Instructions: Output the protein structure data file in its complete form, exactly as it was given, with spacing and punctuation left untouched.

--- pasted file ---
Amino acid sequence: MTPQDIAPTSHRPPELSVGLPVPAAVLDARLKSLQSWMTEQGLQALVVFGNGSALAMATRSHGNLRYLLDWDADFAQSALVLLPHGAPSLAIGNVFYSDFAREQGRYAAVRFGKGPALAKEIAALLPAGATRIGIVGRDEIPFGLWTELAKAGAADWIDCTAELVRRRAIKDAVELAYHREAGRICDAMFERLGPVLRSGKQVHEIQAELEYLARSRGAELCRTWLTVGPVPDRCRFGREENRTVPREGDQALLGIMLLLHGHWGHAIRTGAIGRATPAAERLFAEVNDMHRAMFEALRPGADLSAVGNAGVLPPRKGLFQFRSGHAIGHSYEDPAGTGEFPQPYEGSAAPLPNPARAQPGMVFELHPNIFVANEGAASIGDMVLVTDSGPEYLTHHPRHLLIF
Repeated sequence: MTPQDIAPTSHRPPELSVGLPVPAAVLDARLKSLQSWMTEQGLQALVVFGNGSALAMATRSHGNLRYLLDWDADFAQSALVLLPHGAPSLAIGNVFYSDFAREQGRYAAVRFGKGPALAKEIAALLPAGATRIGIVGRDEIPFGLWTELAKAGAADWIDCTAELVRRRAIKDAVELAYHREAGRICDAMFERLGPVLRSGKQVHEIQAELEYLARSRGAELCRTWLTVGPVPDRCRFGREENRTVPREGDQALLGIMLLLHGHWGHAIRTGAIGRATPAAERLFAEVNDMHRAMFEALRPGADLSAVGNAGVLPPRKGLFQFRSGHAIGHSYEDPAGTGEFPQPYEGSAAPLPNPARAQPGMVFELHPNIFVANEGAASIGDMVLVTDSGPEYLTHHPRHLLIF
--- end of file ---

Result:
Amino acid sequence: MTPQDIAPTSHRPPELSVGLPVPAAVLDARLKSLQSWMTEQGLQALVVFGNGSALAMATRSHGNLRYLLDWDADFAQSALVLLPHGAPSLAIGNVFYSDFAREQGRYAAVRFGKGPALAKEIAALLPAGATRIGIVGRDEIPFGLWTELAKAGAADWIDCTAELVRRRAIKDAVELAYHREAGRICDAMFERLGPVLRSGKQVHEIQAELEYLARSRGAELCRTWLTVGPVPDRCRFGREENRTVPREGDQALLGIMLLLHGHWGHAIRTGAIGRATPAAERLFAEVNDMHRAMFEALRPGADLSAVGNAGVLPPRKGLFQFRSGHAIGHSYEDPAGTGEFPQPYEGSAAPLPNPARAQPGMVFELHPNIFVANEGAASIGDMVLVTDSGPEYLTHHPRHLLIF
Repeated sequence: MTPQDIAPTSHRPPELSVGLPVPAAVLDARLKSLQSWMTEQGLQALVVFGNGSALAMATRSHGNLRYLLDWDADFAQSALVLLPHGAPSLAIGNVFYSDFAREQGRYAAVRFGKGPALAKEIAALLPAGATRIGIVGRDEIPFGLWTELAKAGAADWIDCTAELVRRRAIKDAVELAYHREAGRICDAMFERLGPVLRSGKQVHEIQAELEYLARSRGAELCRTWLTVGPVPDRCRFGREENRTVPREGDQALLGIMLLLHGHWGHAIRTGAIGRATPAAERLFAEVNDMHRAMFEALRPGADLSAVGNAGVLPPRKGLFQFRSGHAIGHSYEDPAGTGEFPQPYEGSAAPLPNPARAQPGMVFELHPNIFVANEGAASIGDMVLVTDSGPEYLTHHPRHLLIF